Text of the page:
Significant social and physical benefits – Dogs4Dementia program

The two inaugural couples on the Australian-first program, Dogs4Dementia, have both reported significant social and physical benefits, at the end of their twelve month trial.

The two inaugural couples on the Australian-first program, Dogs4Dementia, have both reported significant social and physical benefits, at the end of their twelve month trial.

The Melbourne couples both reported companionship, physical benefits from walking the dog and greater social interaction as the three main benefits from the program, which began in October last year. Vyrna Beilharz, with husband Rolf has one of the dogs, Jiyu.

Vyrna said: “The companionship of the dog sums up everything. Jiyu is the perfect dog to have as a companion. He is very relaxed, adaptable and affectionate and Rolf loves having the dog with him in the house.

“Walking the dog is also a very good thing for both of us – it is a fitness thing and is also very enjoyable. It would be easy to become lazy otherwise. “And interaction with other people has been a great benefit – a lot of people speak to us when we are out. Rolf is very proud of Jiyu and happily talks to people about him. Jiyu provides a window to the outside world that otherwise may not be there.”

The project involves the placement of trained dogs for a twelve month period with eight couples around Australia.The Dogs4Dementia project, run by HammondCare in partnership with Assistance Dogs Australia (ADA), is funded by the Federal Government, to evaluate the placement of trained assistance dogs for people living with dementia and their carers at home. It was hoped these dogs would promote greater independence, confidence, and allow people who have dementia to remain living at home for longer.

The first dogs were placed in October 2015. Director of HammondCare’s Dementia Centre, Assoc Prof Colm Cunningham, said the initial feedback was very promising: “With thousands of Australians currently living with dementia and this figure expected to treble by 2050, it is essential we find innovative ways of keeping people at home for longer.

“Both couples who have so far completed the twelve month trial have had a wonderful experience, which is a very positive start. Initial qualitative findings from this project also show significant social benefits and also improved physical benefits from walking the dog and the need to be more active.” Assoc Prof Cunningham said each couple and dog has been carefully matched and supported by both organisations for the duration of the pilot. “Improved quality of life for both the person living with dementia and the carer are likely outcomes we are evaluating as well as the positive impact these beautiful dogs can have on the care-giving relationship.”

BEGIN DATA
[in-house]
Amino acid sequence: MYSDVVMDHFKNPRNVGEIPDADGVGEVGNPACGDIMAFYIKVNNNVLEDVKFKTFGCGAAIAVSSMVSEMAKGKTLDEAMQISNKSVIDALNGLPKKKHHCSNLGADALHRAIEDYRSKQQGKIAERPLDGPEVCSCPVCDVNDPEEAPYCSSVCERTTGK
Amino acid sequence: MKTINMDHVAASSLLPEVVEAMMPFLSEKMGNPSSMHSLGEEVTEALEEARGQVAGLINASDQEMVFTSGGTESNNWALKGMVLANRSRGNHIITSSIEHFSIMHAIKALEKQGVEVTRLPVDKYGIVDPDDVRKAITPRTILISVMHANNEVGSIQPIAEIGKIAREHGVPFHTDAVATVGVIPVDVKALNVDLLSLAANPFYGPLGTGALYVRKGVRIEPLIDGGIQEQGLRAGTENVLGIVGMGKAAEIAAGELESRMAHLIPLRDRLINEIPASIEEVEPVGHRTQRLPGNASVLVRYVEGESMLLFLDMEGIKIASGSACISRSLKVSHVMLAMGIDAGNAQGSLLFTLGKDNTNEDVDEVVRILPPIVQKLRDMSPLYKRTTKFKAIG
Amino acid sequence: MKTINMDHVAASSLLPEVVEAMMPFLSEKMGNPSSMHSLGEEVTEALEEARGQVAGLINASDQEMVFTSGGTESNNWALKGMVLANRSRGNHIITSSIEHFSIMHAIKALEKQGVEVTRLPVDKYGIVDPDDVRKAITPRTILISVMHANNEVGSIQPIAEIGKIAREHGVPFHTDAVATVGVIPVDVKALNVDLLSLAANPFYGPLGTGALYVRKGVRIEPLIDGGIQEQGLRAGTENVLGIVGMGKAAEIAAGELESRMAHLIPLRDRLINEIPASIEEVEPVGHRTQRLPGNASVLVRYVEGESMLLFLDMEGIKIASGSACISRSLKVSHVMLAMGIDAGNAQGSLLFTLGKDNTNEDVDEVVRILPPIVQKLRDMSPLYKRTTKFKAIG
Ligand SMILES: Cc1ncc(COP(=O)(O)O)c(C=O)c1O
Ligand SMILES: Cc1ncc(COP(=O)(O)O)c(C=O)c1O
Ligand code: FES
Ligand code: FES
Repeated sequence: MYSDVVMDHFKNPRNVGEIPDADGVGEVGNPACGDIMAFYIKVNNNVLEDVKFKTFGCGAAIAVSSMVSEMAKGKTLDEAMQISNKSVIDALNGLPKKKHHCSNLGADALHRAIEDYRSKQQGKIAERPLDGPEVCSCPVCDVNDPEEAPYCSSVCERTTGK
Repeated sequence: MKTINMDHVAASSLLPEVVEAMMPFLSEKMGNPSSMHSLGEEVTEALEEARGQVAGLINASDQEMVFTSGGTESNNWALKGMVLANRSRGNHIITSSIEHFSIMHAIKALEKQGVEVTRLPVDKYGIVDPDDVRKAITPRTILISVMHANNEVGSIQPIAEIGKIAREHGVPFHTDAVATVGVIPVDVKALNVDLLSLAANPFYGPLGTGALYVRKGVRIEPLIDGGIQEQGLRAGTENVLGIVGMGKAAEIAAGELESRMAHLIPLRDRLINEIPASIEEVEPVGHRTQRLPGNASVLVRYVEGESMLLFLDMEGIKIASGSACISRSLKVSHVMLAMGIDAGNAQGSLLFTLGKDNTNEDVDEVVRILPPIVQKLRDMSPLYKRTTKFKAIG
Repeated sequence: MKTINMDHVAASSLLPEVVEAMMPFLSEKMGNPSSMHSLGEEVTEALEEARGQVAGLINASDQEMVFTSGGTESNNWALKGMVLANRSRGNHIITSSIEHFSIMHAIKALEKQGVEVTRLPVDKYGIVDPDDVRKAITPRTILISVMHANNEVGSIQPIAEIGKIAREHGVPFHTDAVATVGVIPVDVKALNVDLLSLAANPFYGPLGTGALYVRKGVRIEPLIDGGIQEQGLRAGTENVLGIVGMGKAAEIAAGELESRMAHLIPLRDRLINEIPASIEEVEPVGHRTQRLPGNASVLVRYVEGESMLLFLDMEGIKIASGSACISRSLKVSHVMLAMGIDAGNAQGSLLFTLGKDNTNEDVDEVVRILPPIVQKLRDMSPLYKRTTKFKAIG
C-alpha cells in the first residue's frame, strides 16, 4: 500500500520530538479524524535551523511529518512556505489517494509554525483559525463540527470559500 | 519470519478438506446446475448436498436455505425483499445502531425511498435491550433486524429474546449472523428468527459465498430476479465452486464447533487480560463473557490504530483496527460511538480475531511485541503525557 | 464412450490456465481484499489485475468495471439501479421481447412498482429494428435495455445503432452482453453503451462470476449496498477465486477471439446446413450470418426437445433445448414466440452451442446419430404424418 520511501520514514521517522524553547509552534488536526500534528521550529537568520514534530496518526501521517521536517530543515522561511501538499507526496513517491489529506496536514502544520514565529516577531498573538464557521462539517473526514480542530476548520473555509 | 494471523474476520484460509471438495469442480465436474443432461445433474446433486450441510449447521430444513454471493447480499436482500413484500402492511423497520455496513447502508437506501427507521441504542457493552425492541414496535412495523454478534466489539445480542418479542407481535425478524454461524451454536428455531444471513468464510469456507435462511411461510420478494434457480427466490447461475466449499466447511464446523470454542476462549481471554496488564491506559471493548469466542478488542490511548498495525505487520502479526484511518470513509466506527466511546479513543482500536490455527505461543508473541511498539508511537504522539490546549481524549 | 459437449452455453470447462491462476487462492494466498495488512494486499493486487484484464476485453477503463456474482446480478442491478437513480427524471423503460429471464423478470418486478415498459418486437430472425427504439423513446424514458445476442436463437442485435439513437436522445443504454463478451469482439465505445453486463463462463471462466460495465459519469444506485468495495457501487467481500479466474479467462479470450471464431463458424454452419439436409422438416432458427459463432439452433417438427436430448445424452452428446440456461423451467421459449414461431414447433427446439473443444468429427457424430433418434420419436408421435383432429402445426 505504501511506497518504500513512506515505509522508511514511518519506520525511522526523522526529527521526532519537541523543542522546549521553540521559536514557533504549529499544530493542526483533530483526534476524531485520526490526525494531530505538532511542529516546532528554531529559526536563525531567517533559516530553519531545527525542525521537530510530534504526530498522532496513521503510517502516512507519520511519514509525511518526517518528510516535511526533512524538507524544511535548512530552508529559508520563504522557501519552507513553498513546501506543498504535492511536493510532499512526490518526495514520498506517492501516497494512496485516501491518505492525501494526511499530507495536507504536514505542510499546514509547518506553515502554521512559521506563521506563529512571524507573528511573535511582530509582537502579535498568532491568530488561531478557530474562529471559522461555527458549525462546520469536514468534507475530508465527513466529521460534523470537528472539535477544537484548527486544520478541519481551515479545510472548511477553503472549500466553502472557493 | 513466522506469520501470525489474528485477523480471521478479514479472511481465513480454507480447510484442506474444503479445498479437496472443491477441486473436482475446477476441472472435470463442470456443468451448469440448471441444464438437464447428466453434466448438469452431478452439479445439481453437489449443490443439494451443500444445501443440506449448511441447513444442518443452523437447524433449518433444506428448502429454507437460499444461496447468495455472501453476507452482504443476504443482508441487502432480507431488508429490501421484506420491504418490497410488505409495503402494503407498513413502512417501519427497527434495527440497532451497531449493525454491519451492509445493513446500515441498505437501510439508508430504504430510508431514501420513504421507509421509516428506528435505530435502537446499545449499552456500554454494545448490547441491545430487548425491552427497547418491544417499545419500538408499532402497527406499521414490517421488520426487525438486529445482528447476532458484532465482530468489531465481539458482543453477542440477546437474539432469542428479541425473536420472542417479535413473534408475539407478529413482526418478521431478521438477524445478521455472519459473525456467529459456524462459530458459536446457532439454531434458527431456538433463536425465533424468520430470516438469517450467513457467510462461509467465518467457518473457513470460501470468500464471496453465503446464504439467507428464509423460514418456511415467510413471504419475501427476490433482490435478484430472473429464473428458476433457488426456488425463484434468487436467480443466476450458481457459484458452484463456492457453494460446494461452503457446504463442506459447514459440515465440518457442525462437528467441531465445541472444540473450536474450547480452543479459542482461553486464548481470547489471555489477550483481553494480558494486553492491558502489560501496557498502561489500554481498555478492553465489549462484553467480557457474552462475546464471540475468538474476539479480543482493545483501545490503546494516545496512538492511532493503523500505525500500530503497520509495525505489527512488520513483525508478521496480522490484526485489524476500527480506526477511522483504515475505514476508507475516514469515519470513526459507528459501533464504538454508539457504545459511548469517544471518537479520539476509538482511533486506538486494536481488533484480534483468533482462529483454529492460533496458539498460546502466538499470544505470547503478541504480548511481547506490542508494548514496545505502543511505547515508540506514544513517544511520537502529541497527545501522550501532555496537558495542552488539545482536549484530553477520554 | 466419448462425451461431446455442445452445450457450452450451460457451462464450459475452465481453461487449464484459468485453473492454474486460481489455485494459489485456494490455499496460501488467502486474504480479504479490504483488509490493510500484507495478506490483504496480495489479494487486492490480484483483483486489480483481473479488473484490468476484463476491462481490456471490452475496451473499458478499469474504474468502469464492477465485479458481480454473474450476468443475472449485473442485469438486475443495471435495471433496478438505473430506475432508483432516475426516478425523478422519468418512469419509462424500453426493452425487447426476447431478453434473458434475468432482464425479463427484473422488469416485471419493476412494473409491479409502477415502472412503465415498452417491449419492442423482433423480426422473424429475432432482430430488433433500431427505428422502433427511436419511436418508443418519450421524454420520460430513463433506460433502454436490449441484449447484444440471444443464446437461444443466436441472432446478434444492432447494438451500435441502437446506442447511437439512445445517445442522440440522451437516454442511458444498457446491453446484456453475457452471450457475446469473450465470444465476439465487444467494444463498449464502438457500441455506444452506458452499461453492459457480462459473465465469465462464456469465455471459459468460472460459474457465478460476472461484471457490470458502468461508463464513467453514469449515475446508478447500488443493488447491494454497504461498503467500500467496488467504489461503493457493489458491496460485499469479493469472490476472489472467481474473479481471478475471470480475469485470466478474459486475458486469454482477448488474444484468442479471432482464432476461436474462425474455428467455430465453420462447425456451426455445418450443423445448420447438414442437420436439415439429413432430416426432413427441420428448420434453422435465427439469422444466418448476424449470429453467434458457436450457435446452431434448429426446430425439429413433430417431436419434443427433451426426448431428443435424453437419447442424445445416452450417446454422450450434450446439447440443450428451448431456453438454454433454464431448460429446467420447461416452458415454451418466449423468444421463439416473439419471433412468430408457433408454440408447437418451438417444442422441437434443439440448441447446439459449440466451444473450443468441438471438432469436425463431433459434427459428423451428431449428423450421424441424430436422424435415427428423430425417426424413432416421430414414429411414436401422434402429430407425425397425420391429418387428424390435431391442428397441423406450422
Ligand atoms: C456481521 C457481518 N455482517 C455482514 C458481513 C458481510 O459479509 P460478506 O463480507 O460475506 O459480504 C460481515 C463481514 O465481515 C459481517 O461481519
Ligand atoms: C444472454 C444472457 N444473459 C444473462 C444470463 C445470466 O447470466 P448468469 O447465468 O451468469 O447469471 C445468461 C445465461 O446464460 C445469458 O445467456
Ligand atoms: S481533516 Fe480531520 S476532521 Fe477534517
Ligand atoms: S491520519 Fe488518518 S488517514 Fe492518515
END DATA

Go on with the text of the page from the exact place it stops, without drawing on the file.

Assistance Dogs Australia’s Top Dog, Richard Lord said, “Assistance Dogs Australia is enjoying working closely with HammondCare in this ground breaking project. “We know that our experience in providing service dogs for people with physical disabilities, children with autism and for those suffering from PTSD will hold us in good stead when working with the participants in the project.”

Both couples will keep the dogs and be supported by ADA. Three more couples, one each in NSW, South Australia and Queensland, are continuing on the program.

Barbara, husband John and dog Nina (also finishing on the program after 12 months)

“Life without Nina is unimaginable. In the 12 months she has lived with us she is firmly embedded in our lives as well as those of our extended family. The benefits she has brought to us have far exceeded our expectations.

She is a focus of interest and happiness for all of us and we remain optimistic that with her sharing our busy lives there is joy ahead of us. She lifts our mood, she makes us happy. It is the constant and spontaneous interactions; her antics with her toys; it is the total entwinement with our lives. She is adorable. Nina is out and about with us in the community every day.

With her friendly appearance and excellent behaviour she is a magnet for warm social interaction as we frequent our local cafes, shops and parks. At home her physical presence comforts us as she spontaneously snuggles close by, often curling up on John's feet.

She has bonded with him as he feeds, grooms and toilets her on a daily basis. There is no better de -stressor than Nina. She is our therapy dog. In different ways Nina meets both of our needs.

 Before John awakes an hour long, brisk walk early in the morning is a wonderful de-stressor for me and contributes to my physical well-being. A couple of times per day John takes Nina for a sedate walk around the block. With his iPhone in his pocket and the “Find my Friends “app we both feel comfortable about his independent short outing. Every day we are cognisant of our great good fortune in having Nina in our lives.

We longed for a dog but given our circumstances could not have welcomed a puppy into our lives. Nina lives a twenty four hour life with us with none of the problems an untrained pet would pose. She accompanies us almost everywhere, toilets on demand and with the excellent training and socialisation she received before joining us lives quietly in our home and those she visits. She is a legend.”

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